Last week, China’s Ministry of Commerce (MOFCOM) reported that foreign direct investment inflows slowed to $78 billion in the first eight months of this year compared with $80 billion in the same period last year as inflows in August fell to their lowest level in four years. The decline has created the perception that foreign investors are now turning away from China.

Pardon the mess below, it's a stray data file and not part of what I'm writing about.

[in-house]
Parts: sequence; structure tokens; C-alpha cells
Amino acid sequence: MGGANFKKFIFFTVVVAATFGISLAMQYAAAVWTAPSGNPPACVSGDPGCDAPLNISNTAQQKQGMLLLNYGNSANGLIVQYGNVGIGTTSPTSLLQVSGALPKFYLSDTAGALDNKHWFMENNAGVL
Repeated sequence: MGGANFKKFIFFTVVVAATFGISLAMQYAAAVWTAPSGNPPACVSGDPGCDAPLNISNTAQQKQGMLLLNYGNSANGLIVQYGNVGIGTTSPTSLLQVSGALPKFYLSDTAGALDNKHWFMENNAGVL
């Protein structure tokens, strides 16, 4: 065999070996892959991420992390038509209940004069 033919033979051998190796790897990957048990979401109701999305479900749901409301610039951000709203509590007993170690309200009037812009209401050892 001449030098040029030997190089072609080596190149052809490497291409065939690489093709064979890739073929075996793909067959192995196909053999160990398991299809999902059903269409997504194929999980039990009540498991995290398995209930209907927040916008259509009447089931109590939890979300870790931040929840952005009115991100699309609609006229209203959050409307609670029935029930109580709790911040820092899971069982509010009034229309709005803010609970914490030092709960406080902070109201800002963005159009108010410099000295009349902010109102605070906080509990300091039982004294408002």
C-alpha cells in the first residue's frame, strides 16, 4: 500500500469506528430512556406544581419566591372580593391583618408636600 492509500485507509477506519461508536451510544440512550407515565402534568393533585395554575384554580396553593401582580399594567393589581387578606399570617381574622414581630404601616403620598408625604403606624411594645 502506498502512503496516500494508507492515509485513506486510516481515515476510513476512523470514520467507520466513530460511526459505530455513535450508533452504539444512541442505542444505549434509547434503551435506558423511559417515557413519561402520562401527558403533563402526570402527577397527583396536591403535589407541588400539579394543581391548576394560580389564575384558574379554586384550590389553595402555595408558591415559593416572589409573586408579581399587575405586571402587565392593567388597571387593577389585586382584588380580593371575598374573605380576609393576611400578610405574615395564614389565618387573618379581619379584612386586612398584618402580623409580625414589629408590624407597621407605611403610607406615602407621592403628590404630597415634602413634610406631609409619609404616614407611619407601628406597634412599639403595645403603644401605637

However the focus on headline FDI inflows can be misleading. Although foreign investment inflows into manufacturing are slowing, inflows into China’s service sector remain strong. As a follow-up to last weeks' chart about the new the role of services in driving output growth, services are also now playing a dominant role in investment. Shown here in the chart below the share of foreign investment flowing into services exceeded manufacturing for the first time in 2010, and today account for three-fifths of all FDI flows. This underlying strength is now buffering foreign investment against a slowdown in manufacturing investment – the latter in part driven by the weakness in global trade. In the first seven months of this year, foreign investment inflows into services grew by $4 billion compared with the same period last year, almost completely offsetting the $4.2 billion decline in manufacturing inflows relative to last year. At this pace, foreign investment inflows into the service sector could reach $73 billion by the end of the year, 10 percent higher than last year and almost double inflows into the manufacturing sector.